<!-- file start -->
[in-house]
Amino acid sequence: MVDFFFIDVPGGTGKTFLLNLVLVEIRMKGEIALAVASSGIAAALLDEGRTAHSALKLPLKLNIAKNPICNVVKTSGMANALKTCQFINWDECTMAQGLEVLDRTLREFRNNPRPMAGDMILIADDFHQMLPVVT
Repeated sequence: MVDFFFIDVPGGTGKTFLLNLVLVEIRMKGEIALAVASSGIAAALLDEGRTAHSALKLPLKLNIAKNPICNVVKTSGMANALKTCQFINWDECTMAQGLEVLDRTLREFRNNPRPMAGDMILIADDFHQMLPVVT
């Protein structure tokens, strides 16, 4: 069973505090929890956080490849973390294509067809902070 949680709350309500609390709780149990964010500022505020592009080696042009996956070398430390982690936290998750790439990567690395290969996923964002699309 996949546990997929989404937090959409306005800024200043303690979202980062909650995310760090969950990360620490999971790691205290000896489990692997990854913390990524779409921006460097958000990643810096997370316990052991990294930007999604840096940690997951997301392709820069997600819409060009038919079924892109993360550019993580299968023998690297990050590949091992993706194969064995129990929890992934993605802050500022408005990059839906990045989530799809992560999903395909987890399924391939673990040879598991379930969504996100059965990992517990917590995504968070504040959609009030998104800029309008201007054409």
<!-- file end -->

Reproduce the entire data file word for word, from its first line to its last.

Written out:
[in-house]
Amino acid sequence: MVDFFFIDVPGGTGKTFLLNLVLVEIRMKGEIALAVASSGIAAALLDEGRTAHSALKLPLKLNIAKNPICNVVKTSGMANALKTCQFINWDECTMAQGLEVLDRTLREFRNNPRPMAGDMILIADDFHQMLPVVT
Repeated sequence: MVDFFFIDVPGGTGKTFLLNLVLVEIRMKGEIALAVASSGIAAALLDEGRTAHSALKLPLKLNIAKNPICNVVKTSGMANALKTCQFINWDECTMAQGLEVLDRTLREFRNNPRPMAGDMILIADDFHQMLPVVT
């Protein structure tokens, strides 16, 4: 069973505090929890956080490849973390294509067809902070 949680709350309500609390709780149990964010500022505020592009080696042009996956070398430390982690936290998750790439990567690395290969996923964002699309 996949546990997929989404937090959409306005800024200043303690979202980062909650995310760090969950990360620490999971790691205290000896489990692997990854913390990524779409921006460097958000990643810096997370316990052991990294930007999604840096940690997951997301392709820069997600819409060009038919079924892109993360550019993580299968023998690297990050590949091992993706194969064995129990929890992934993605802050500022408005990059839906990045989530799809992560999903395909987890399924391939673990040879598991379930969504996100059965990992517990917590995504968070504040959609009030998104800029309008201007054409």